I want to express my deepest thanks for everyone’s support during last week’s post. I’m always shy to share personal matters on my blog, but your responses moved me deeply and were a great help in getting me through the week.
I’m back home now, moving forward with new projects and old ambitions. And…we are now less than a week away from the release of Sword of Shadows, Book 2 of The Silver Web! (Where did the summer go?)
Sword of Shadows was previously published by Hadley Rille Books under the title High Maga. Those of you who read High Maga will find some changes in this new edition. Namely, you’ll have the opportunity to see certain events from the point of view of the villainess, Queen Rishona of the Syrnte. I’m really happy with Rishona’s scenes, and I hope you will enjoy reading them as much as I enjoyed writing them.
In addition, Sword of Shadows includes a preview of the third and final book of the series, Daughter of Aithne.
I’ve had several people ask me why I changed the title, so I want to talk about that a little here. The Sword of Shadows actually refers to Eolyn’s sword, Kel’Barú, which makes its first appearance in Eolyn, Book One of The Silver Web.
Friends and fans of Eolyn will know that she is rather averse to swords. This is not due to some stereotypical “feminine” weakness, but stems from a deep conviction that swords represent the worst aspects of feudal power, the exercise of dominance through violence.
In Book One, the appearance of Kel’Barú in Eolyn’s life presents an irony and a dilemma. Kel’Barú is presumably her brother’s sword, and yet it does not “listen” to him. The only person Kel’Barú listens to, and the only person who can understand its song in all of the Kingdom of Moisehén, is Eolyn.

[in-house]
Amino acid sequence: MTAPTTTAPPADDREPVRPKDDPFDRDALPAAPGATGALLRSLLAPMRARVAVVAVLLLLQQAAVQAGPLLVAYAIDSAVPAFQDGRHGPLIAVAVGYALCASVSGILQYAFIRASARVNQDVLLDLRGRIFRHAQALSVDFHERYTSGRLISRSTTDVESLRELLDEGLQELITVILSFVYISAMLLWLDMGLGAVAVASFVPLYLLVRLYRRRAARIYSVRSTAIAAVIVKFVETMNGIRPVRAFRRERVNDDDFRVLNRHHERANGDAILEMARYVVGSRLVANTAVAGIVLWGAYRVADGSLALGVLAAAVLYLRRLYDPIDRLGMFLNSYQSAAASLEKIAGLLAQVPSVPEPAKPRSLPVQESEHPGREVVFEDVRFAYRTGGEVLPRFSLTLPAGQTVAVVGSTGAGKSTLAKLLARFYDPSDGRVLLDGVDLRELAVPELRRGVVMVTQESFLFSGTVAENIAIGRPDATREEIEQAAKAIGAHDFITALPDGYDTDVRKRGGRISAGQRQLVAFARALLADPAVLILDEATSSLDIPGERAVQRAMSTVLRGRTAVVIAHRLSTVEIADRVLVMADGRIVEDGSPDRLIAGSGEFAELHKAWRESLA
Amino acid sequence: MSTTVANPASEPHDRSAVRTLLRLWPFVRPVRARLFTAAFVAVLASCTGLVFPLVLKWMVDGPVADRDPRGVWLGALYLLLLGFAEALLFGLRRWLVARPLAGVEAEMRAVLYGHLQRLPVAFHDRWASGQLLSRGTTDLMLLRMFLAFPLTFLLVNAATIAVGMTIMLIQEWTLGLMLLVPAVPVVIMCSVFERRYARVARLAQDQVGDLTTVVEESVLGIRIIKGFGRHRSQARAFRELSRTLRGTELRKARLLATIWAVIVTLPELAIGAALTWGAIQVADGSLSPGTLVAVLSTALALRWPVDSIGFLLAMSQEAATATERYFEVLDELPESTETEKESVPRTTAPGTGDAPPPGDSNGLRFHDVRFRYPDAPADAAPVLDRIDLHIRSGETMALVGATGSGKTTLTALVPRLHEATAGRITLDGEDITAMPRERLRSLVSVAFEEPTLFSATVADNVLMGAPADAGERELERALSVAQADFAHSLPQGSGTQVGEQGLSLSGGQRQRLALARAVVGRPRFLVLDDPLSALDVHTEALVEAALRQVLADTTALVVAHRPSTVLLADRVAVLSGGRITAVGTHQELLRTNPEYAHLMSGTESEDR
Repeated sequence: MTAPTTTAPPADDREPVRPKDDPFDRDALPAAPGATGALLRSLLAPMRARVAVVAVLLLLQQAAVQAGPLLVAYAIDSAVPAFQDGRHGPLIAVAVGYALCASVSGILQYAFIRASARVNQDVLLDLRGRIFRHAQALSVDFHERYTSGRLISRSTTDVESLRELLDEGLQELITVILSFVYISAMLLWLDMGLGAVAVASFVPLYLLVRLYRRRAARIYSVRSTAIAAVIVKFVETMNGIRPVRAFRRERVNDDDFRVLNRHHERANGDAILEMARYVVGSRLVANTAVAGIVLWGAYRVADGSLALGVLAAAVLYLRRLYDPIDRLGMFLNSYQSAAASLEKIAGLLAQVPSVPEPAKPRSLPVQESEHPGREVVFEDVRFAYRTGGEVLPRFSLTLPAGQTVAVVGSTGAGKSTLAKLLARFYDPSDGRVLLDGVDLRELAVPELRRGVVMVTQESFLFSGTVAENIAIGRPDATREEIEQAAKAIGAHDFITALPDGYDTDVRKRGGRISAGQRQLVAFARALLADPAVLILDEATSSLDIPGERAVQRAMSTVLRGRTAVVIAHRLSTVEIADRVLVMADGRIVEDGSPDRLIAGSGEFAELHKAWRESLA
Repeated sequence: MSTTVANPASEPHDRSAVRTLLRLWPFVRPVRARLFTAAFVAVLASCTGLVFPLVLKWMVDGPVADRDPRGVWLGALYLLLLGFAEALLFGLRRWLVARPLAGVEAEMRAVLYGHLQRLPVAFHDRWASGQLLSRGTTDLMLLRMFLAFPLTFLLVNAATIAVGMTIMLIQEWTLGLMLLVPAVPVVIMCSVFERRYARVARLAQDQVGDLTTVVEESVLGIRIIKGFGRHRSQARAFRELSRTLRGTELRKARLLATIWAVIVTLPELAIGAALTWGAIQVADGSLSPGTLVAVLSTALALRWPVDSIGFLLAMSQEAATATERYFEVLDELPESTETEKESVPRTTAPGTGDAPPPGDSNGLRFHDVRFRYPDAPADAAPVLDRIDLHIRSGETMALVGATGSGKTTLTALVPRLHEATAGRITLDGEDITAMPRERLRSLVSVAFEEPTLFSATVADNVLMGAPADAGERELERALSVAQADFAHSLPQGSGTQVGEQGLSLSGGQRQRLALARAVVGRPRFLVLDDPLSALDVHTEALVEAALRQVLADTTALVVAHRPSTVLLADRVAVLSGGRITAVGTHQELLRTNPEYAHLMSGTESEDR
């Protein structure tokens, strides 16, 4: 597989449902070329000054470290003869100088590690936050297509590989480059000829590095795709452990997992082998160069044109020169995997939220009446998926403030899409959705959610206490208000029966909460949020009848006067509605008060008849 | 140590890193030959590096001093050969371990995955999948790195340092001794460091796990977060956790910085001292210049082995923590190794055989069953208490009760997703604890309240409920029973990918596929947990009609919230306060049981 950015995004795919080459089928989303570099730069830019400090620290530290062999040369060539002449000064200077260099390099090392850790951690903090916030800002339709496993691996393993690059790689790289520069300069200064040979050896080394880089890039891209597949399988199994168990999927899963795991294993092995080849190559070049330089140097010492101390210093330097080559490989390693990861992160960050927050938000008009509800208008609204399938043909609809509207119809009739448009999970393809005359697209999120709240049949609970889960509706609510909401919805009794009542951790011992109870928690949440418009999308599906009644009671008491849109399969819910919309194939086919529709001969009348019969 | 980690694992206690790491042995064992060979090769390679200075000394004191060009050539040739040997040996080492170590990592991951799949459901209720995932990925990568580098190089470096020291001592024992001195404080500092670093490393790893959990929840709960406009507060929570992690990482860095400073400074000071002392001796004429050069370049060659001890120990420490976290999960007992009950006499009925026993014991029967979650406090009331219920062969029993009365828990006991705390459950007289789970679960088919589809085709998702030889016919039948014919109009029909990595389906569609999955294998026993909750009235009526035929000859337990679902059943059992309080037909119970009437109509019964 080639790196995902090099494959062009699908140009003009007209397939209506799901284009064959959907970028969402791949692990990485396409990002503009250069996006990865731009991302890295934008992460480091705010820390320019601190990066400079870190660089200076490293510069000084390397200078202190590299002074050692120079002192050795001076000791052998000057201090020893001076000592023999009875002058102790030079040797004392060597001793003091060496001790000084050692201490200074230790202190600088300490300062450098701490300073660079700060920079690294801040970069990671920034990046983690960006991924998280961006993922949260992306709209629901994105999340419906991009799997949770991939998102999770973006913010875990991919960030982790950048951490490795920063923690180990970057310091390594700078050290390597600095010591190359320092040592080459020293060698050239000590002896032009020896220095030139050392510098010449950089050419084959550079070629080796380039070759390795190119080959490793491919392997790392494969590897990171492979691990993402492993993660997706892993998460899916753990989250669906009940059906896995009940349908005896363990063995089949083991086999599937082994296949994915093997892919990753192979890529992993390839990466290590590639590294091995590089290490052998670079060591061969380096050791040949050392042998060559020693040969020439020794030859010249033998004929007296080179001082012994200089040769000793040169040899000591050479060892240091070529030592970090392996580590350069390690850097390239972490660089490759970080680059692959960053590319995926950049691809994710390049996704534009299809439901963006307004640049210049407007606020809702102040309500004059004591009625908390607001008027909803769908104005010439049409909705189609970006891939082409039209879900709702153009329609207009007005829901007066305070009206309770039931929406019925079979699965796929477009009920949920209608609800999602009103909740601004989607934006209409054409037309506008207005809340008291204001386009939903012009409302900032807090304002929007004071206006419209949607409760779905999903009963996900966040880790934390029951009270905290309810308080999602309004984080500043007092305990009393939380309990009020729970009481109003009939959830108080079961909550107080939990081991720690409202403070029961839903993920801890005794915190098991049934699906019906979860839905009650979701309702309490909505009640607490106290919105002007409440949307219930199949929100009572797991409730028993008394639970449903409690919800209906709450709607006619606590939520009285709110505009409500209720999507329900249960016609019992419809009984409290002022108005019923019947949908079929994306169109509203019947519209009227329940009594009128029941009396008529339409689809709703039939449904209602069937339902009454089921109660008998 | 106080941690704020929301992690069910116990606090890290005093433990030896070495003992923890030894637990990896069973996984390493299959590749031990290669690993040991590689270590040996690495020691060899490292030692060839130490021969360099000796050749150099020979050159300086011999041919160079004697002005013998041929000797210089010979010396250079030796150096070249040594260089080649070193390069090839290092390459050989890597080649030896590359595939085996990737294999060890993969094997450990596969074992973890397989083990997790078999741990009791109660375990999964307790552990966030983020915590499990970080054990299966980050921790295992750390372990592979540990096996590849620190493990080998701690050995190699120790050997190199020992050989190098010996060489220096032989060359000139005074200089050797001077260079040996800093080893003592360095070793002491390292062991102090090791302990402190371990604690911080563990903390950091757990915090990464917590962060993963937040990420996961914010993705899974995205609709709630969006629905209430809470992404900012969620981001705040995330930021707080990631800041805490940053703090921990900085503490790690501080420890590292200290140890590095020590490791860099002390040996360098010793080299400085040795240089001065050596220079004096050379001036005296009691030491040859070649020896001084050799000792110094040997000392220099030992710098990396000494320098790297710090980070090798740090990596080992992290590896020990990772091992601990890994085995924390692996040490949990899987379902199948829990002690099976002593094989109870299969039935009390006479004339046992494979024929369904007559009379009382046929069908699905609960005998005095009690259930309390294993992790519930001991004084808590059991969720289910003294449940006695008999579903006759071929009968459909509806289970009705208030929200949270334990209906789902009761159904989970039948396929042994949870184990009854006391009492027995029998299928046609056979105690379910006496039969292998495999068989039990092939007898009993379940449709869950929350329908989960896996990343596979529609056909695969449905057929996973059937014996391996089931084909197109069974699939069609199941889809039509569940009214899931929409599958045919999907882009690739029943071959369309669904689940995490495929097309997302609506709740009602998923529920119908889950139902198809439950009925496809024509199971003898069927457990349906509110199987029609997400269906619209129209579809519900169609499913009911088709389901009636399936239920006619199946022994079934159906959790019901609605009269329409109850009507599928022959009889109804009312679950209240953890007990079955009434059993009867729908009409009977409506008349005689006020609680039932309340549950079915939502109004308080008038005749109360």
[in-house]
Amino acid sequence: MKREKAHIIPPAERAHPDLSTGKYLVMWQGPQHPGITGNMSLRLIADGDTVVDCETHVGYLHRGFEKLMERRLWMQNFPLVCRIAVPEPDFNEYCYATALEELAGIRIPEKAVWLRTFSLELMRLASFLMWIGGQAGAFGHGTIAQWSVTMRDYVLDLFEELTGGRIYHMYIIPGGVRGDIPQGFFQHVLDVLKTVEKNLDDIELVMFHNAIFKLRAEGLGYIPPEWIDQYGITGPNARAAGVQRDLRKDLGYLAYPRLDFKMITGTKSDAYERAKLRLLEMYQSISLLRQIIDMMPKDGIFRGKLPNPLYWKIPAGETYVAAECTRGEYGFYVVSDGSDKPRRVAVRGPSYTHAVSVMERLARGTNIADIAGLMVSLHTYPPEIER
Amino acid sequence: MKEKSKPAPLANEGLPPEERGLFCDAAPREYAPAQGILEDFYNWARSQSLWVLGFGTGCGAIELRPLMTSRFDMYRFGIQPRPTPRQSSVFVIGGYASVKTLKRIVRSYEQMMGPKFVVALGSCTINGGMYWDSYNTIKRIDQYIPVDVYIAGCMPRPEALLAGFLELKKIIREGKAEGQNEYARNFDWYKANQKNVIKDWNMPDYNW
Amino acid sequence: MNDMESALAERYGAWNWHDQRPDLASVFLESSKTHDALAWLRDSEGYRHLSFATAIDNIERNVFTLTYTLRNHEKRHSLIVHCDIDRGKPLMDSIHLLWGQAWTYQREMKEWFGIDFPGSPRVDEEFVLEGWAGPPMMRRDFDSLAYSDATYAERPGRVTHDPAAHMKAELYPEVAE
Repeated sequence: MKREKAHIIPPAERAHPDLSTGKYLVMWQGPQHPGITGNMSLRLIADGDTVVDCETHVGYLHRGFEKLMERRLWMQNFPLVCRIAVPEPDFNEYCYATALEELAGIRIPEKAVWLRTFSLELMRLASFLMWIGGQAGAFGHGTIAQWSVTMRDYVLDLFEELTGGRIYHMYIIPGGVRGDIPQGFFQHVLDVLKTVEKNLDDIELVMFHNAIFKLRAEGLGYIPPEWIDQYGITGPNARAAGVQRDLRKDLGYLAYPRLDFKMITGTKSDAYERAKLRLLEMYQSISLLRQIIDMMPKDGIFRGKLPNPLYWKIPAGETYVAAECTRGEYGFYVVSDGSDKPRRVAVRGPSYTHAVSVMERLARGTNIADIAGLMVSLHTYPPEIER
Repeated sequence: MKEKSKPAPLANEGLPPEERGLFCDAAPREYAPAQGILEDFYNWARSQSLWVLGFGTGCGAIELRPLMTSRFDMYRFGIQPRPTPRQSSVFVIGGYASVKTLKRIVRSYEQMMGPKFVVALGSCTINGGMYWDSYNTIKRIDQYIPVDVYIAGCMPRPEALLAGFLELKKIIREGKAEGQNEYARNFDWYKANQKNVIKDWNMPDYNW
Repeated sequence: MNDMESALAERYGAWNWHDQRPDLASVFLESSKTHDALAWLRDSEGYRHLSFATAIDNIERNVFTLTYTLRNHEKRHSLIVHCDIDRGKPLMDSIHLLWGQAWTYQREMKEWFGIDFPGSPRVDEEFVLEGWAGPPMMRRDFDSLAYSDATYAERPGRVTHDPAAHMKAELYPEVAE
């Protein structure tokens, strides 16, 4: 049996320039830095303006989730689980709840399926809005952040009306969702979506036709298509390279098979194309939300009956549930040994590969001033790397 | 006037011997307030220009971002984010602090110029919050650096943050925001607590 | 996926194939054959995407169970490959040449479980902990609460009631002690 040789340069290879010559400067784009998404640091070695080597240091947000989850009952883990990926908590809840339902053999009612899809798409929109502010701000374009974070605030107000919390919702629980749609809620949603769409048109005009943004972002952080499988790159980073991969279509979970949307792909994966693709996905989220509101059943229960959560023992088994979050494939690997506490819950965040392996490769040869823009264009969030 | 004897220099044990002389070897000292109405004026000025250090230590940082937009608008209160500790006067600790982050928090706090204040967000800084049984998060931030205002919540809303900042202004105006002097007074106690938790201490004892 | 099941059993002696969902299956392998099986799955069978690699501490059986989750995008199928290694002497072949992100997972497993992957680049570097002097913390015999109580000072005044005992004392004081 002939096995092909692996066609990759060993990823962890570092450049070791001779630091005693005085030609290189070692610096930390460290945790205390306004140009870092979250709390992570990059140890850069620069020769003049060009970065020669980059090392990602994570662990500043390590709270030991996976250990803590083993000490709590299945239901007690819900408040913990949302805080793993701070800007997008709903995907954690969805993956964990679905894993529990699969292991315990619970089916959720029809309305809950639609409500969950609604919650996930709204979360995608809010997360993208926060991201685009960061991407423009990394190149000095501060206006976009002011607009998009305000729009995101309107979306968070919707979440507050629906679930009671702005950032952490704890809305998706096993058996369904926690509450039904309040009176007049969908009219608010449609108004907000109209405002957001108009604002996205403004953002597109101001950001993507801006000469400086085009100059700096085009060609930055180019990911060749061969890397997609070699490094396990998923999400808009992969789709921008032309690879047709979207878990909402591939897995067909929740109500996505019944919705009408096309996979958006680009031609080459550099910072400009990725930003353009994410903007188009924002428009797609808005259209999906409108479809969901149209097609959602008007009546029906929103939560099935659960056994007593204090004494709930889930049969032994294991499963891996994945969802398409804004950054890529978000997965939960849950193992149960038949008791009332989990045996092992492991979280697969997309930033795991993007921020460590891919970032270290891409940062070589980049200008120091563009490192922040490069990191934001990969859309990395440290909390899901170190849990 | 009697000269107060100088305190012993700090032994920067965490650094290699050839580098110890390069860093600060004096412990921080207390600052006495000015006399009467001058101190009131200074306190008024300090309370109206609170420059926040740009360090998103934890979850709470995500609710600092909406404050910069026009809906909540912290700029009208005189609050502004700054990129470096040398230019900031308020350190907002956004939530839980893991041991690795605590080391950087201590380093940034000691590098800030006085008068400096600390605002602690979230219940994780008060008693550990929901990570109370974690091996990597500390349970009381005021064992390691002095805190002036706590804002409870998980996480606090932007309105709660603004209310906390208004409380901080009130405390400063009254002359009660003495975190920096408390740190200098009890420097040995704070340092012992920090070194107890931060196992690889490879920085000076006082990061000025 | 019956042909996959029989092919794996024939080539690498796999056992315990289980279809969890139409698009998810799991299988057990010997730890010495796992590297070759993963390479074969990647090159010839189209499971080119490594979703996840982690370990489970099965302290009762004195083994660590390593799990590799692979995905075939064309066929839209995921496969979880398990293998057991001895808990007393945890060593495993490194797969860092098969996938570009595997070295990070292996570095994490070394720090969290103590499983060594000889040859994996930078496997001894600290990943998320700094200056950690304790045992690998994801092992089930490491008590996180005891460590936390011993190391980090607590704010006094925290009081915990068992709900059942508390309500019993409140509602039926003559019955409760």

Kel’Barú’s song is not the ordinary dialect of metals, a language all warriors in Eolyn’s world come to understand. Rather, it is a magical language infused with the sorcery of the wizards of Galia.
Herein lies the untold backstory of the trilogy: Why does Kel’Barú connect with Eolyn and no one else?
No spoilers here, because at it turns out, I never quite found the opportunity to explain this in the three books I wrote for the trilogy.
The answer to this question centers on Eolyn’s father, Eoghan, a Galian warrior who came to Moisehén to support the magas in their struggle against the Mage King Kedehen. Eoghan fell in love with the maga warrior Khelia, and shortly after the war ended, they conceived a daughter, Eolyn.
Eolyn, therefore, carries her father’s Galian blood. Since Kel’Barú once belonged to his family, the sword recognizes her as one of its own. (It goes without saying, then, that Eolyn’s brother, Ernan, had a different father; this is the fundamental barrier that keeps him from being able to use the Galian sword effectively.)
In the first book of the trilogy, Eolyn never quite overcomes her aversion for all swords, including Kel’Barú. But in the second book, Sword of Shadows, she must come terms with the special power she has over this weapon, as the future of her people may depend on it.
So on one level, the new title alludes to a very particular aspect of Eolyn’s journey as a woman in magic. On a deeper level, however, the title also refers to the ominous power swords continue to represent in Eolyn’s world. Sword of Shadows is a book about war and all the terror it brings. In this sense, every sword becomes a sword of shadows. Every sword is doomed to leave death and destruction in its wake.
SWORD OF SHADOWS will be released in Kindle on July 19th and is available now for pre-order from Amazon.
2 responses to “Swords and Shadows”
I never knew this backstory. I love it! And how perfectly representative of the fact that though an author needs to know such details, the reader actually doesn’t…but, as a fan, it’s always fun to have “insider” information.
Welcome home. Love and peace to you on this part of the journey!
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Thanks, Terri! I tried to find a place where I could work this detail in in book 3, but there weren’t any opportunities that didn’t feel forced.